Brazil Travel Guide

Famously known for its partying, Amazon and amazing football prowess, this is a country you with a verve you simply can’t ignore. Taking up almost half of the South American continent, Brazil is well known for beaches, football, samba and carnival. But beyond these popular images, vast stretches of unexplored rainforest and endless rivers abound with the same energy and joy as the people themselves.

Why You Should Go

What’s Cool: Carnival, samba, Copacabana and Ipanema beaches, Amazon rainforest, Bossa Nova, Sugar Loaf Mountain, the tanga, Iguaçu waterfalls, surfing, low prices, nightlife in Rio and São Paulo, caipirinha cocktail, fine coffee, fantastic surf beaches, Ronaldo.

What’s Not: City crime, language barriers, huge distances, malaria, dengue fever, yellow fever, mudslinging shoe shiners, no change for large bills, shanty town tours, begging kids, beach pick-pockets, dodgy motels, hotel elevator tax!

When to Go

There are large variations in climate and temperature across Brazil. The arid interior is hot and dry, while the rainforest is hot and wet. On the coast it’s mostly hot and sticky, while it can get cold in the south and in the mountains.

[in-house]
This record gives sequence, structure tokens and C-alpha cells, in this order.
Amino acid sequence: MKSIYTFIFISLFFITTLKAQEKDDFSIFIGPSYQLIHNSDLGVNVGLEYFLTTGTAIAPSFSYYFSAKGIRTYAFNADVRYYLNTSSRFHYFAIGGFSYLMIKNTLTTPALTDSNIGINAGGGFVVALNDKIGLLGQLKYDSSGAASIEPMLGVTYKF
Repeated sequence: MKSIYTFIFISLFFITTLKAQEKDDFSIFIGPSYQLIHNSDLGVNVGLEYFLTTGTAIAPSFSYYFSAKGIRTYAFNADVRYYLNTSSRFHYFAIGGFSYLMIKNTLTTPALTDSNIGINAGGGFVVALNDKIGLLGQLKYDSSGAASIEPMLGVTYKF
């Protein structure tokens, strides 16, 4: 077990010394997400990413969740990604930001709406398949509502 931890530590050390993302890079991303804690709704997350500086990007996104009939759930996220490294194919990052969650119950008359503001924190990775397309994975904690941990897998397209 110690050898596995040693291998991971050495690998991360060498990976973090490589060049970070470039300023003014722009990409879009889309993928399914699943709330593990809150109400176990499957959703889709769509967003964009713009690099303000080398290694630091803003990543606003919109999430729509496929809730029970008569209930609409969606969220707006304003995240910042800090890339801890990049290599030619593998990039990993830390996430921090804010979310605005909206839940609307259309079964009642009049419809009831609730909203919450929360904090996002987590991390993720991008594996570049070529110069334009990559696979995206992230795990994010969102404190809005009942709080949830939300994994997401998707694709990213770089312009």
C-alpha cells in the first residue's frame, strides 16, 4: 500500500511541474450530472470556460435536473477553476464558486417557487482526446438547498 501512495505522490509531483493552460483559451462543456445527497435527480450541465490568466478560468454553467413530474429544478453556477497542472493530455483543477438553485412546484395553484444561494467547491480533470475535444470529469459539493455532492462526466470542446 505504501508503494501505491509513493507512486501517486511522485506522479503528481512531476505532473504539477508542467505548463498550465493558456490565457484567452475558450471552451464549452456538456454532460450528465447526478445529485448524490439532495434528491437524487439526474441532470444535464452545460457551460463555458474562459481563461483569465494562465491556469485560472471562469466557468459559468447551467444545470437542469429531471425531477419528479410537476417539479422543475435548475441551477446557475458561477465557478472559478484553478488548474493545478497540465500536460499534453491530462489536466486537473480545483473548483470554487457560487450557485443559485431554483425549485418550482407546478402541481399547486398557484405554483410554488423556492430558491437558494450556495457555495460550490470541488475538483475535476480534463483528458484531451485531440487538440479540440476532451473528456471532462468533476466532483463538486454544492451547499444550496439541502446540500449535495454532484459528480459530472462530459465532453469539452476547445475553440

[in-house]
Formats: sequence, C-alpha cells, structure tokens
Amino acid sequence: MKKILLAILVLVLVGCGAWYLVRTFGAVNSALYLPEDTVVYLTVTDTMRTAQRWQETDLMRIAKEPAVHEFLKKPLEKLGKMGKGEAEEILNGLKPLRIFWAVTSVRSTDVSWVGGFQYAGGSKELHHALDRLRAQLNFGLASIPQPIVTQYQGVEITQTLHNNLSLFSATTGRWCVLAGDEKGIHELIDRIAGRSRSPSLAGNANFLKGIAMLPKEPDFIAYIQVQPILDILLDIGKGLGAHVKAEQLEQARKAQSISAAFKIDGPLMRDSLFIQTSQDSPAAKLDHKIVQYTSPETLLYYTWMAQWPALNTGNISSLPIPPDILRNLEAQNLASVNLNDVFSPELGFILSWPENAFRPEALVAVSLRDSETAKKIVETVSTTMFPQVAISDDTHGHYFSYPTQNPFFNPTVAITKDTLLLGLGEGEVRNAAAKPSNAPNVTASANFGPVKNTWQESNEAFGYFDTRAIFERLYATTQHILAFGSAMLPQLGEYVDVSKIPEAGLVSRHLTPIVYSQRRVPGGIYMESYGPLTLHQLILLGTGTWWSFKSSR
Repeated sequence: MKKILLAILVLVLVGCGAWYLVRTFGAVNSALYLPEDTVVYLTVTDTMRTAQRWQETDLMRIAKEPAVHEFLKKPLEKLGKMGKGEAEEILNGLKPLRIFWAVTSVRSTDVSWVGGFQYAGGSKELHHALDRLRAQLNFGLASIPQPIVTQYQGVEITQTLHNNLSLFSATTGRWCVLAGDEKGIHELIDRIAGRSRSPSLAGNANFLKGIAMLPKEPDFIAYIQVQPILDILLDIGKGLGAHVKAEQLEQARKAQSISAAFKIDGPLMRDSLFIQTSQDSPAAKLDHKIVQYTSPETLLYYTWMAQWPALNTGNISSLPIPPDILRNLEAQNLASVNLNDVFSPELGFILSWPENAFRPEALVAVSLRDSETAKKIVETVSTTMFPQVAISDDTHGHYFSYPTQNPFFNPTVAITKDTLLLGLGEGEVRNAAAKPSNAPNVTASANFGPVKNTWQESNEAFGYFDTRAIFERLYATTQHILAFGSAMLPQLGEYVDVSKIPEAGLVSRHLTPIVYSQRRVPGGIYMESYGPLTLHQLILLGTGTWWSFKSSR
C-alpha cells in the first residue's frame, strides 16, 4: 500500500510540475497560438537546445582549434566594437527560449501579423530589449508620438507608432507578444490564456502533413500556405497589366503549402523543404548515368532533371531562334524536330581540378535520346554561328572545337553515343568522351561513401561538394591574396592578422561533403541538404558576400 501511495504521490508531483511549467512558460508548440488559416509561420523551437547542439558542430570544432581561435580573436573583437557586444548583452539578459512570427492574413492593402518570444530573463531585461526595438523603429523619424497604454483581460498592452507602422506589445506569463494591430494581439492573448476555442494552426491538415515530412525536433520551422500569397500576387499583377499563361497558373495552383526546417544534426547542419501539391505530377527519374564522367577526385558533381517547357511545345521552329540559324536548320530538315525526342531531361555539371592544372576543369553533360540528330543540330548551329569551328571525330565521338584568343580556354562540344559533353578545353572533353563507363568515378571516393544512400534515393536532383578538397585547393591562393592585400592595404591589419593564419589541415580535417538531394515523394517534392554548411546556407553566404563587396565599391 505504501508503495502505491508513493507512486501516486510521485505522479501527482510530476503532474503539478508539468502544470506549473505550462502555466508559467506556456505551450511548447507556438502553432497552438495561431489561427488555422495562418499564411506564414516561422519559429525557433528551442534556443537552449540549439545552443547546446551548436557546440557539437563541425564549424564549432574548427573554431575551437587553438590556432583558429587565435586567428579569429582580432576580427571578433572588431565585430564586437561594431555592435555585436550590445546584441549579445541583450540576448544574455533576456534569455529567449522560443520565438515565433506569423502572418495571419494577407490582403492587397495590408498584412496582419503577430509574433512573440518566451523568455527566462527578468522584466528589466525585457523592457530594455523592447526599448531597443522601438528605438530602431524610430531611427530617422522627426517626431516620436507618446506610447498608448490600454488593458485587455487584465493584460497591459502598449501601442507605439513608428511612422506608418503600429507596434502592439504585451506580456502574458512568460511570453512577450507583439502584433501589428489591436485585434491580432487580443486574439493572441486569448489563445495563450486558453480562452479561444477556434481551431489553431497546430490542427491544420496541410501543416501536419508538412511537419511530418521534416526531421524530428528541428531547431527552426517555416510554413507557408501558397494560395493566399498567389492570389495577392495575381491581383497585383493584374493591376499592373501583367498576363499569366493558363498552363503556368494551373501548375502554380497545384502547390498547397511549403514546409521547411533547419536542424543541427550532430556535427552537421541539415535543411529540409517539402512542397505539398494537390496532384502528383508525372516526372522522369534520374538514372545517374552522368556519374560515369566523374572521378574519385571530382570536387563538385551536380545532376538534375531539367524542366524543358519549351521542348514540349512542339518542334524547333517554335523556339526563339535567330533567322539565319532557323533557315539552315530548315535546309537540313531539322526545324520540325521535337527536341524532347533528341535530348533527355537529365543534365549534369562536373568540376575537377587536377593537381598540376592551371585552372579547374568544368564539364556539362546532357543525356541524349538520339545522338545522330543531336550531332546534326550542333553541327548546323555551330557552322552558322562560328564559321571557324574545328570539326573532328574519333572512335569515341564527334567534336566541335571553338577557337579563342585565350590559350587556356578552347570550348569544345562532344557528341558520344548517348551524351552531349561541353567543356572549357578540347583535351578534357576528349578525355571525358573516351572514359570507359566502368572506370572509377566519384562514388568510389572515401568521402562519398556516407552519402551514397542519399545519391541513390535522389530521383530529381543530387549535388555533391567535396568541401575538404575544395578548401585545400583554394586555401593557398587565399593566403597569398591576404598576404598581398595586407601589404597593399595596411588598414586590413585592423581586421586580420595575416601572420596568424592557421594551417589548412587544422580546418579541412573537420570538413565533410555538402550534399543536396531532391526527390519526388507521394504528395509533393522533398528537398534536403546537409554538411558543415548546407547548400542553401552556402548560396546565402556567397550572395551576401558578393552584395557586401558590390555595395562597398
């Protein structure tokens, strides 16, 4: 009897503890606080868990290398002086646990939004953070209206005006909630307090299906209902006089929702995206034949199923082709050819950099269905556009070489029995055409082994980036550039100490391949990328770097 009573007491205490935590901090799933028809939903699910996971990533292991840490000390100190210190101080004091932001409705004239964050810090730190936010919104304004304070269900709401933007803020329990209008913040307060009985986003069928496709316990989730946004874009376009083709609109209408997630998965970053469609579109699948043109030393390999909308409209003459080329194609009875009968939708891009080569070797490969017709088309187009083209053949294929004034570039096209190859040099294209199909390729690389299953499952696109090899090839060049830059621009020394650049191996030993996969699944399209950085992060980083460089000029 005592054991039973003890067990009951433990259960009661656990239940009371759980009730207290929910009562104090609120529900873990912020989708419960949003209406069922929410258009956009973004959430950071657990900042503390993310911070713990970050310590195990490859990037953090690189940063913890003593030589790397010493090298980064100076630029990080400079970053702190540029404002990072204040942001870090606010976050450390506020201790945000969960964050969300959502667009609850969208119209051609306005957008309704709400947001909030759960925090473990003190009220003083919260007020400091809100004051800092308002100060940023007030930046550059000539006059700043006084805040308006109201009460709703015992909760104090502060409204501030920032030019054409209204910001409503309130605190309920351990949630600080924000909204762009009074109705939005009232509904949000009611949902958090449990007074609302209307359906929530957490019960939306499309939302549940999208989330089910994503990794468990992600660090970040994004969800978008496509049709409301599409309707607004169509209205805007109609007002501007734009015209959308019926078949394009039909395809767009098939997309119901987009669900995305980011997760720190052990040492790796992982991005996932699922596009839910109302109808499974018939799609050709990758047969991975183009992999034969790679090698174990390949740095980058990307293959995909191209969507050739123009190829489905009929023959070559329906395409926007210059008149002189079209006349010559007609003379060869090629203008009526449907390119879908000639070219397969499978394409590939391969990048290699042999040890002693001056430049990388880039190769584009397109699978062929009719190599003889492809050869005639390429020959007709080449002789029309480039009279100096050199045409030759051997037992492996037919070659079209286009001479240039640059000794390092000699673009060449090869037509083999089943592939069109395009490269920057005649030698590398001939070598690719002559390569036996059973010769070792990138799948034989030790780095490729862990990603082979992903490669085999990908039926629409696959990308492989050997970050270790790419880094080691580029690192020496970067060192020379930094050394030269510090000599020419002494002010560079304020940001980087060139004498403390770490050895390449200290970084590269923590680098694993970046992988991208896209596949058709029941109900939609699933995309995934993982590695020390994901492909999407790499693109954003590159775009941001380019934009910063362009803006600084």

Winter (June to August) is when the south sees temperatures of between 55°F and 64°F.

In summer (December to February), Rio is hot and humid, with temperatures in the high 80s (°F) not uncommon.

The northeast coast gets just as hot as Rio, but tropical winds bring relief. The central plateaus are less hot and humid and experience summer rainfalls. The Amazon Basin gets lots of rain and is very humid, but temperatures are reasonable.

Getting There & Away

Rio is the main flight hub, but many visitors also arrive in São Paulo and Recife. Given the huge distances, domestic air travel is a good choice for getting around.

Coastal ferries and river transport in the Amazon Delta are often the only transportation options in these regions. The old and dilapidated railway system is not very reliable. The easiest and most popular way of getting around Brazil is by coach, though road conditions vary. Besides, the country is huuuuuge!

All main cities have extensive bus services. Rio and São Paulo both offer two-line metros and local railways, and there are trolleybuses in São Paulo and several other cities.

Health & Safety

Malaria and dengue fever are prevalent, so cover up and slap on some mozzie lotion before dusk. Tap water quality varies and should be filtered. In larger cities, street crime is widespread, but is no reason to put off your holiday. Use your common sense and take every possible precaution, and chances are you’ll enjoy an undisturbed holiday.